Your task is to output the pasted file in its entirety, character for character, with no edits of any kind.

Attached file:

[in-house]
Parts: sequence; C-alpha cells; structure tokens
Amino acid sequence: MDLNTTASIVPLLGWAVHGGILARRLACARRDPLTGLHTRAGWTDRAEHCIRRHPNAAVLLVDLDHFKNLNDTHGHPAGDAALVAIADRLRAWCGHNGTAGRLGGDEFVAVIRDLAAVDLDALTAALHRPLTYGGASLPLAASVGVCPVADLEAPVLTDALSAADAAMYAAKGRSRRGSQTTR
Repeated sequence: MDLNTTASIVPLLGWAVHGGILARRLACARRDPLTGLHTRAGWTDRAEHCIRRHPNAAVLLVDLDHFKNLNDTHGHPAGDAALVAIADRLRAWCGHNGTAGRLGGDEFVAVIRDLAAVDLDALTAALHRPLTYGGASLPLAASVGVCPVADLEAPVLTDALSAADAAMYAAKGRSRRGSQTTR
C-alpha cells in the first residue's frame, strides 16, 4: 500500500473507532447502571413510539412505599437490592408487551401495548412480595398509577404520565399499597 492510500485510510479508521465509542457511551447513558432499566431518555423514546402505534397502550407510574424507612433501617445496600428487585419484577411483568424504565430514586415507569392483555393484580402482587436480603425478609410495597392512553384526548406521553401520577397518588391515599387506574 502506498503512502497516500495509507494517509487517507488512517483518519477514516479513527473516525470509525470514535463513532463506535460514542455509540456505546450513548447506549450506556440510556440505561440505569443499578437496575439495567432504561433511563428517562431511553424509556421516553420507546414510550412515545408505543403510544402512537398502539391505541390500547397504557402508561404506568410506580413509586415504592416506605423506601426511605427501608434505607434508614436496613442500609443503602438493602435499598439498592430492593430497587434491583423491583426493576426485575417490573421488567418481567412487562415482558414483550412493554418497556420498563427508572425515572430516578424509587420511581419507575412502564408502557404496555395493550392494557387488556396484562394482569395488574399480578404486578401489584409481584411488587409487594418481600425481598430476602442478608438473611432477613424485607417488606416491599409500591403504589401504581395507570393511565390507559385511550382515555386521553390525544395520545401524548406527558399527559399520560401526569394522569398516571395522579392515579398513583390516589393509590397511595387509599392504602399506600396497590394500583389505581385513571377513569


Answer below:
[in-house]
Parts: sequence; C-alpha cells; structure tokens
Amino acid sequence: MDLNTTASIVPLLGWAVHGGILARRLACARRDPLTGLHTRAGWTDRAEHCIRRHPNAAVLLVDLDHFKNLNDTHGHPAGDAALVAIADRLRAWCGHNGTAGRLGGDEFVAVIRDLAAVDLDALTAALHRPLTYGGASLPLAASVGVCPVADLEAPVLTDALSAADAAMYAAKGRSRRGSQTTR
Repeated sequence: MDLNTTASIVPLLGWAVHGGILARRLACARRDPLTGLHTRAGWTDRAEHCIRRHPNAAVLLVDLDHFKNLNDTHGHPAGDAALVAIADRLRAWCGHNGTAGRLGGDEFVAVIRDLAAVDLDALTAALHRPLTYGGASLPLAASVGVCPVADLEAPVLTDALSAADAAMYAAKGRSRRGSQTTR
C-alpha cells in the first residue's frame, strides 16, 4: 500500500473507532447502571413510539412505599437490592408487551401495548412480595398509577404520565399499597 492510500485510510479508521465509542457511551447513558432499566431518555423514546402505534397502550407510574424507612433501617445496600428487585419484577411483568424504565430514586415507569392483555393484580402482587436480603425478609410495597392512553384526548406521553401520577397518588391515599387506574 502506498503512502497516500495509507494517509487517507488512517483518519477514516479513527473516525470509525470514535463513532463506535460514542455509540456505546450513548447506549450506556440510556440505561440505569443499578437496575439495567432504561433511563428517562431511553424509556421516553420507546414510550412515545408505543403510544402512537398502539391505541390500547397504557402508561404506568410506580413509586415504592416506605423506601426511605427501608434505607434508614436496613442500609443503602438493602435499598439498592430492593430497587434491583423491583426493576426485575417490573421488567418481567412487562415482558414483550412493554418497556420498563427508572425515572430516578424509587420511581419507575412502564408502557404496555395493550392494557387488556396484562394482569395488574399480578404486578401489584409481584411488587409487594418481600425481598430476602442478608438473611432477613424485607417488606416491599409500591403504589401504581395507570393511565390507559385511550382515555386521553390525544395520545401524548406527558399527559399520560401526569394522569398516571395522579392515579398513583390516589393509590397511595387509599392504602399506600396497590394500583389505581385513571377513569